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Does compassion start in the office?

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Over the weekend, social media and news outlets were buzzing with a piece by BBC correspondent Charlotte Ashton which suggested Singapore suffered from a “massive compassion deficit”.

While some argued her article, which highlighted local commuters’ ignorance to her pregnancy woes on public transportation was harsh, others praised her for highlighting an issue that’s been underlying Singapore’s society.

After all, the city nation was named one of the world’s least positive countries by Gallup two years ago.

Even though Singapore’s ranking on Gallup’s index has since improved, I must admit I understand where Ashton’s angst comes from.

It may be pushing it to call Singaporeans an ignorant, cold-hearted bunch, but it would be naïve of me to not acknowledge the fact that it wouldn’t hurt to be a bit more compassionate.

Stand at the heart of the CBD at peak hour or take a look at your fellow commuters and chances are you’ll find them engrossed in a mobile device or staring emotionless into nothing.

Ashton’s article, which carried a quote from a peer suggesting Singaporeans’ impassiveness stems from having been programmed to believe the “only thing that matters is money – helping people is not important”, seems to hint work and the stress which comes with it may be one of the reasons we’re a bummed out lot.

So could the key to becoming a happier and more compassionate company start in the office? To be fair, it is where most of us spend a majority of the time.

The relationships I have forged with my colleagues are among the strongest I have – they are, after all, the ones who put up with my whinging and whom I celebrate my successes with.

As leaders, is there more we can do to build a culture where helping people is important? Yes, there are targets to meet, reports to write and deals to seal. But that doesn’t mean work has to always be about the bottom line.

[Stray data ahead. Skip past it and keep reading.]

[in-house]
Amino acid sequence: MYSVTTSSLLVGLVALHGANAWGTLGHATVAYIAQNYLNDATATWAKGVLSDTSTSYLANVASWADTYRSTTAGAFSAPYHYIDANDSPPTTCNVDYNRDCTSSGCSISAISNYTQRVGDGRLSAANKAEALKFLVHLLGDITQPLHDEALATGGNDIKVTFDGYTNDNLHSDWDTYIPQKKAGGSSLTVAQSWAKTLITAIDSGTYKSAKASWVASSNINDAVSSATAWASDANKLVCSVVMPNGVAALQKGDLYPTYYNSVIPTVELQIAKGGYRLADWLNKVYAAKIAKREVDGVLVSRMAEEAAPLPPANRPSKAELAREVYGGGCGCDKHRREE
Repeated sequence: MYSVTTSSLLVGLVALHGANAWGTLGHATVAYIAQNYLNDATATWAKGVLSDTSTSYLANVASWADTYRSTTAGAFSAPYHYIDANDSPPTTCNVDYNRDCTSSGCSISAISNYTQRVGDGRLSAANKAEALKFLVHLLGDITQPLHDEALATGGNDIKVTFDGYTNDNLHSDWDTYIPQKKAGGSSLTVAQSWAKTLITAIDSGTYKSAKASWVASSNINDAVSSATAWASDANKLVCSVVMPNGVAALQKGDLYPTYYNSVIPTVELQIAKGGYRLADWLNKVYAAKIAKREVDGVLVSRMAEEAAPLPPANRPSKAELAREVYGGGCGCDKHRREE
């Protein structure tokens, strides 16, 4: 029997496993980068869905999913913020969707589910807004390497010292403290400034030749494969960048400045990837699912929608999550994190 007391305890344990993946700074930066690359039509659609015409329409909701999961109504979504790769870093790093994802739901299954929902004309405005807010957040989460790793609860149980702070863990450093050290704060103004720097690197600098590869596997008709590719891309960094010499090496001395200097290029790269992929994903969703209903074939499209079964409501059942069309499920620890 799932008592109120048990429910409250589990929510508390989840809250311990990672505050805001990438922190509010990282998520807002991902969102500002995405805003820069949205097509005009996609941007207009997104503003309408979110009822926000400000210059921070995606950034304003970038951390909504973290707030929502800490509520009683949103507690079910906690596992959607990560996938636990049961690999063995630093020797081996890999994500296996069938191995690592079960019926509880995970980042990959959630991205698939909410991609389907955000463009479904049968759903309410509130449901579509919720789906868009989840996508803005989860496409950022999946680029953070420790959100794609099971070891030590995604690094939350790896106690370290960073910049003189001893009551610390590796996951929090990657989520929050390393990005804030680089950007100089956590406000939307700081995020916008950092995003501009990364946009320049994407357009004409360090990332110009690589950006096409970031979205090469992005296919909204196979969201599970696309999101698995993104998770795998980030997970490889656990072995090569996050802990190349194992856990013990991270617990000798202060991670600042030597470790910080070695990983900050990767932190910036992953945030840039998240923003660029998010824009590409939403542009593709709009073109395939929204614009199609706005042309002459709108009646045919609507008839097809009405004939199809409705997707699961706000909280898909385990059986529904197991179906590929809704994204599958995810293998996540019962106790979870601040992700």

Increasingly so, employees are placing culture as high on the list of important workplace assets as things like compensation and development opportunities.

Sure, culture isn’t something we can build or change overnight, but as a leader, I do think the onus is on you to turn up dial on compassion in the office.

Be more tuned in to employees’ emotions – are they headed towards a burnout, and if so, what can you do to ease their workload?

Are you recognising staff on a more regular basis, and encouraging them to do the same with their own subordinates or peers?

Do you treat your employees as people and not just worker bees placed to help you achieve a goal?

Especially if you’re in HR, I believe there is a stronger – and justified – pressure on you to be a role model when it comes to putting the “human” back in HR, and in the organisation.

We are all still operating in a business, but like any well-oiled machine, making sure what makes the machine tick – and in this case it is the people who work for you – are in good working condition can make the difference between being a good company and a great place to work.

And who knows, employees who are happy at work may just as well be happier commuters, happier members of society, and happier citizens of Singapore.

Image: Shutterstock



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Sabrina Zolkifi
Deputy editor
Human Resources Magazine Singapore

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